Five healthy, mature, century-old, London planes forming part of a magnificent avenue lining the rear of Alexandra Gardens in north-central Cambridge are in danger because of insurance claims. Under a scheme proposed by Cambridge City Council, they would be severely cut back, reducing the crowns by 70% of their volume. This would greatly damage the visual unity of the line of eleven beautiful trees and would reduce their lifespans, which without interference could be another 100-200 years.
Alexandra Gardens is an Edwardian park laid over an old brick pit. The surrounding land, rising slowly from the River Cam, is mostly riverine clay with some patches of sand. Our research showed that many Victorian houses in the locality (which is one of the very few mild inclines in Cambridge) show cracks due to the seasonal hydration and dehydration of the clay soil, whether they are near trees or not.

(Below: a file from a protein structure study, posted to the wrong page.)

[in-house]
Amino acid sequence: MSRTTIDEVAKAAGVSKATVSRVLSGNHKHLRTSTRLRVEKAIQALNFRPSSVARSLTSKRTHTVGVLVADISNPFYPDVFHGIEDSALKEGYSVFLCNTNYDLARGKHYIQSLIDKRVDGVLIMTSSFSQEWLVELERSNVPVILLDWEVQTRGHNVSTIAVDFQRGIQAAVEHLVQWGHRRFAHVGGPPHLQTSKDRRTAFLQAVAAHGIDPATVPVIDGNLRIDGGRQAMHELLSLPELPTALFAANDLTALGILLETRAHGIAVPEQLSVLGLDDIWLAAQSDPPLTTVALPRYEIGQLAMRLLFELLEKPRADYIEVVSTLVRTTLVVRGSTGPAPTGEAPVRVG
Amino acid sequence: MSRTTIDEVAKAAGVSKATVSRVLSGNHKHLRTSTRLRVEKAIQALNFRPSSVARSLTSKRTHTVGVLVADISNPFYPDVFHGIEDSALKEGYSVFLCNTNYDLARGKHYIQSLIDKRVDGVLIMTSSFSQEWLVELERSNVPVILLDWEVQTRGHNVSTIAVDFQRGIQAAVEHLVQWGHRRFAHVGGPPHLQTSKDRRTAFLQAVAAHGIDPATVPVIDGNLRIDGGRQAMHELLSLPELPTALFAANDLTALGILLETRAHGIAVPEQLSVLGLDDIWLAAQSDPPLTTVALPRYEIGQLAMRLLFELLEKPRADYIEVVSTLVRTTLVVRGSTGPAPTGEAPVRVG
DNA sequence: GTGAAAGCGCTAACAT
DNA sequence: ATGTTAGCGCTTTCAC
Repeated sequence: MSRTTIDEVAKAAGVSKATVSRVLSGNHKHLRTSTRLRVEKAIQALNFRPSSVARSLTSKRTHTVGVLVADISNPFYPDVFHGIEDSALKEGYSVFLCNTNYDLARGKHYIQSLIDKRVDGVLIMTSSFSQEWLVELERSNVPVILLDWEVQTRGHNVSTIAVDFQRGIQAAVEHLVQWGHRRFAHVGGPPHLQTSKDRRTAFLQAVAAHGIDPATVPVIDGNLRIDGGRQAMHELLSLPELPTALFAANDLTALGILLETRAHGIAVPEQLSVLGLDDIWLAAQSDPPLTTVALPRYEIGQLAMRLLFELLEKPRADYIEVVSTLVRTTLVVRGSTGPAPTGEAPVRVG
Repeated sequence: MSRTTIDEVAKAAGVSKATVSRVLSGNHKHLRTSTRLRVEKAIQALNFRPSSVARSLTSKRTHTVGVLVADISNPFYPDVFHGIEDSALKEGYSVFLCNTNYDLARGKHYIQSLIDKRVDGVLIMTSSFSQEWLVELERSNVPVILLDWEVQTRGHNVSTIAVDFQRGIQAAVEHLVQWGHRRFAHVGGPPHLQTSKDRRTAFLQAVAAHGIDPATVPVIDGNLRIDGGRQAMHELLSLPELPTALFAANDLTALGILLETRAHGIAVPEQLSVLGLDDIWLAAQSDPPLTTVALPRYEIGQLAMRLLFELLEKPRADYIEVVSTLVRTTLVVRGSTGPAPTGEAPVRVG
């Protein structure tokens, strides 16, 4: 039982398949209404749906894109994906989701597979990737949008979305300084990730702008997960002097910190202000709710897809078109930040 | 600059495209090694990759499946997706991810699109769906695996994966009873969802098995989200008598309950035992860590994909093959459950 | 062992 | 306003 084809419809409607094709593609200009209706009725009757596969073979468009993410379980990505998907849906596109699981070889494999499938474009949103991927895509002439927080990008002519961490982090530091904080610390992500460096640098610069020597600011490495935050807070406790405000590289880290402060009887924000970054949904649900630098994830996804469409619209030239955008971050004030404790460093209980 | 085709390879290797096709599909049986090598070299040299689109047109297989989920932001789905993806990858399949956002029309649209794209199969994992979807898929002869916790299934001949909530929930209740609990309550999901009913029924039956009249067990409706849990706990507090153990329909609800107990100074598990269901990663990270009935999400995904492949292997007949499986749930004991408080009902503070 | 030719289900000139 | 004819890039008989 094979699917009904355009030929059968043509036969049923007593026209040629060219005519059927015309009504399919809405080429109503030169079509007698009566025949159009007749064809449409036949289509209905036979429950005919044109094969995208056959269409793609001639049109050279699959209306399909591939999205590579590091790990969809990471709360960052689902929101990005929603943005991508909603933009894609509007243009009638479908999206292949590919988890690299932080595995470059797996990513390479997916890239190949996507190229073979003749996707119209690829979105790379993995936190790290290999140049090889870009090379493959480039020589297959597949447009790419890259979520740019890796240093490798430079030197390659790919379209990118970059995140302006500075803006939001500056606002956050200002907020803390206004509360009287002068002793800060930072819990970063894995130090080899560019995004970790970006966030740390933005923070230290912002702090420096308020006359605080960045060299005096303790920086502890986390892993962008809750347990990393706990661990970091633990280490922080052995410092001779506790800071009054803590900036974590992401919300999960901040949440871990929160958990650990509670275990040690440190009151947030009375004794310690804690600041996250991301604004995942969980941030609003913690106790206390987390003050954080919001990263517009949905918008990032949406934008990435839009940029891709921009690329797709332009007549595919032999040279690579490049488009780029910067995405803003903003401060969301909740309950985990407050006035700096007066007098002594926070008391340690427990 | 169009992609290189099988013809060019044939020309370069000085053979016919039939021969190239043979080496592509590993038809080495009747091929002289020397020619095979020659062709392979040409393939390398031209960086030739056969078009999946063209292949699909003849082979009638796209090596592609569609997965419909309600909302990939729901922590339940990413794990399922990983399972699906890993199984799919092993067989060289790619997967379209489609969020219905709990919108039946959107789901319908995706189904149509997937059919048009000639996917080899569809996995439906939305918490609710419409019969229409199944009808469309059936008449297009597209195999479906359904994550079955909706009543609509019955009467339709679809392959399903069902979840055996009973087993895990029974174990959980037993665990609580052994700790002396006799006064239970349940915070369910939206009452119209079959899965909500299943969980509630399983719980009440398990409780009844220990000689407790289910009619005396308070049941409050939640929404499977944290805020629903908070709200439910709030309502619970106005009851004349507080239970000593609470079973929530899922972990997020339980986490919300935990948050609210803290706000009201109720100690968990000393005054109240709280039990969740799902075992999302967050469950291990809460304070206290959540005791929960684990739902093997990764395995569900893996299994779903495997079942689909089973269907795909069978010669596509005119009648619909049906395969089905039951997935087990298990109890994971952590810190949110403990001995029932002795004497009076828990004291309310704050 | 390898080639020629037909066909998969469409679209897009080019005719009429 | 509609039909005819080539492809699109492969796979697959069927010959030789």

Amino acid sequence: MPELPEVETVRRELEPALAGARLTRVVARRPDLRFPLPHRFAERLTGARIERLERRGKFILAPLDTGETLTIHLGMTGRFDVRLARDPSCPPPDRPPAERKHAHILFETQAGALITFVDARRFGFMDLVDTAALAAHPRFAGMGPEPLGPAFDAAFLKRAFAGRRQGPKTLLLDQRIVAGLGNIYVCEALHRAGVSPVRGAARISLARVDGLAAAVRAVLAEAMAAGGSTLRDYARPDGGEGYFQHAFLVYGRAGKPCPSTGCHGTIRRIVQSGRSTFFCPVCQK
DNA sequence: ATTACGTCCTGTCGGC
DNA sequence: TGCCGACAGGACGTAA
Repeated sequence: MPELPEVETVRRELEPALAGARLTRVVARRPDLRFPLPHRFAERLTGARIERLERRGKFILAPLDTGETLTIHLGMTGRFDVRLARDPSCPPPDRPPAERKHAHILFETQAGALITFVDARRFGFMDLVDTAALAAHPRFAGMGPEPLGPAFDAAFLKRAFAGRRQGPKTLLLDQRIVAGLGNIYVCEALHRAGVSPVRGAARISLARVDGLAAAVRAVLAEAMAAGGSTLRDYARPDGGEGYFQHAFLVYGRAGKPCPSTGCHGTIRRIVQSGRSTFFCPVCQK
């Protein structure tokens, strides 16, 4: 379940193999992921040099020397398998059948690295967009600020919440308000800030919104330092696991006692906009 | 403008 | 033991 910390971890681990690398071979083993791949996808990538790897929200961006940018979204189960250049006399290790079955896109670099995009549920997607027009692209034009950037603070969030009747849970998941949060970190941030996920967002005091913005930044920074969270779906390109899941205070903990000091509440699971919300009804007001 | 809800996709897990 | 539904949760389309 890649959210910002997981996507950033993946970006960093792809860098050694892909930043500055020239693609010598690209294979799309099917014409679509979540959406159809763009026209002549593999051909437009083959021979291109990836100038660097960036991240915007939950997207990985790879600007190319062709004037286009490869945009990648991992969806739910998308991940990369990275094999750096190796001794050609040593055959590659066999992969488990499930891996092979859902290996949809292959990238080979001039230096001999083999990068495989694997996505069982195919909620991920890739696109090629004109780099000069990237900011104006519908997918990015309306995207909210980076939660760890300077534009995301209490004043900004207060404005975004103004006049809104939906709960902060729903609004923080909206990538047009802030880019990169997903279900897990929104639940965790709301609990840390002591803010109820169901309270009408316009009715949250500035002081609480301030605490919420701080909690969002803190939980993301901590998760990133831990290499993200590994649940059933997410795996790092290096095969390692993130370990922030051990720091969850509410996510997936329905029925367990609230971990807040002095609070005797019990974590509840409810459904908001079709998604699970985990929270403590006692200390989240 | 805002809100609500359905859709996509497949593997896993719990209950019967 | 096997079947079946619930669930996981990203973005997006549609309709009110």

Mostly these are repaired and painted over but sometimes, in more serious cases, underpinning is required. However, aggressive insurance companies seek to avoid paying for their clients' repairs by claiming that neighbouring trees are causing the damage. They demand that the owner either pays for extensive underpinning work, or fell or seriously cut the trees, removing most of the branches.
Case law is in their favour. If roots "trespass" near a property, then the law considers that the trees, in the balance of probabilities, are contributing to the "nuisance" and therefore must be removed. A Supreme Court judgment in 2014 (Coventry v Lawrence  UKSC13) offered the possibility that the law might be shifted. We seek to pursue this through the courts and persuade the council to fight these opportunistic claims by insurance companies.